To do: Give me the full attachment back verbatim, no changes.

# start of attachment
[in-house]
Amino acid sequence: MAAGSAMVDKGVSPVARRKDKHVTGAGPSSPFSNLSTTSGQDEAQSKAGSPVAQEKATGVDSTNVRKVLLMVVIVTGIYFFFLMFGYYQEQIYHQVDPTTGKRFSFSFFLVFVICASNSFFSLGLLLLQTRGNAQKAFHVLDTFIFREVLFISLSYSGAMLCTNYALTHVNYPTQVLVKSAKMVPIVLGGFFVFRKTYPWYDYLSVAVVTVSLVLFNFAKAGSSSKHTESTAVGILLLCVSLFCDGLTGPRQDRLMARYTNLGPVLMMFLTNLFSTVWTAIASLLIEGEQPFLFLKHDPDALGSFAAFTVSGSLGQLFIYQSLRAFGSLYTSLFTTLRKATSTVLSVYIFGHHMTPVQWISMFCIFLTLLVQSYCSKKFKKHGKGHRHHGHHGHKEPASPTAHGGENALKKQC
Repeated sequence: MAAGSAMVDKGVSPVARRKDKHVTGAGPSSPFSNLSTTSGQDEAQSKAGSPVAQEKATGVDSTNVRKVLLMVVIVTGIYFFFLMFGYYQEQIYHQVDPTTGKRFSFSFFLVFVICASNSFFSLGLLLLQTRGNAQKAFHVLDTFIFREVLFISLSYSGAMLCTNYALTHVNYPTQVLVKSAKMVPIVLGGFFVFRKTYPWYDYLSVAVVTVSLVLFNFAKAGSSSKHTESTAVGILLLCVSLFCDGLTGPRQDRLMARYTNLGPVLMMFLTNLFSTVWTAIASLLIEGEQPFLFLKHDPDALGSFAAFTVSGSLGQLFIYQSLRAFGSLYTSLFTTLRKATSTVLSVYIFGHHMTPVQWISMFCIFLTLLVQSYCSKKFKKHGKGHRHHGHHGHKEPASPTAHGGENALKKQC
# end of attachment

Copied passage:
[in-house]
Amino acid sequence: MAAGSAMVDKGVSPVARRKDKHVTGAGPSSPFSNLSTTSGQDEAQSKAGSPVAQEKATGVDSTNVRKVLLMVVIVTGIYFFFLMFGYYQEQIYHQVDPTTGKRFSFSFFLVFVICASNSFFSLGLLLLQTRGNAQKAFHVLDTFIFREVLFISLSYSGAMLCTNYALTHVNYPTQVLVKSAKMVPIVLGGFFVFRKTYPWYDYLSVAVVTVSLVLFNFAKAGSSSKHTESTAVGILLLCVSLFCDGLTGPRQDRLMARYTNLGPVLMMFLTNLFSTVWTAIASLLIEGEQPFLFLKHDPDALGSFAAFTVSGSLGQLFIYQSLRAFGSLYTSLFTTLRKATSTVLSVYIFGHHMTPVQWISMFCIFLTLLVQSYCSKKFKKHGKGHRHHGHHGHKEPASPTAHGGENALKKQC
Repeated sequence: MAAGSAMVDKGVSPVARRKDKHVTGAGPSSPFSNLSTTSGQDEAQSKAGSPVAQEKATGVDSTNVRKVLLMVVIVTGIYFFFLMFGYYQEQIYHQVDPTTGKRFSFSFFLVFVICASNSFFSLGLLLLQTRGNAQKAFHVLDTFIFREVLFISLSYSGAMLCTNYALTHVNYPTQVLVKSAKMVPIVLGGFFVFRKTYPWYDYLSVAVVTVSLVLFNFAKAGSSSKHTESTAVGILLLCVSLFCDGLTGPRQDRLMARYTNLGPVLMMFLTNLFSTVWTAIASLLIEGEQPFLFLKHDPDALGSFAAFTVSGSLGQLFIYQSLRAFGSLYTSLFTTLRKATSTVLSVYIFGHHMTPVQWISMFCIFLTLLVQSYCSKKFKKHGKGHRHHGHHGHKEPASPTAHGGENALKKQC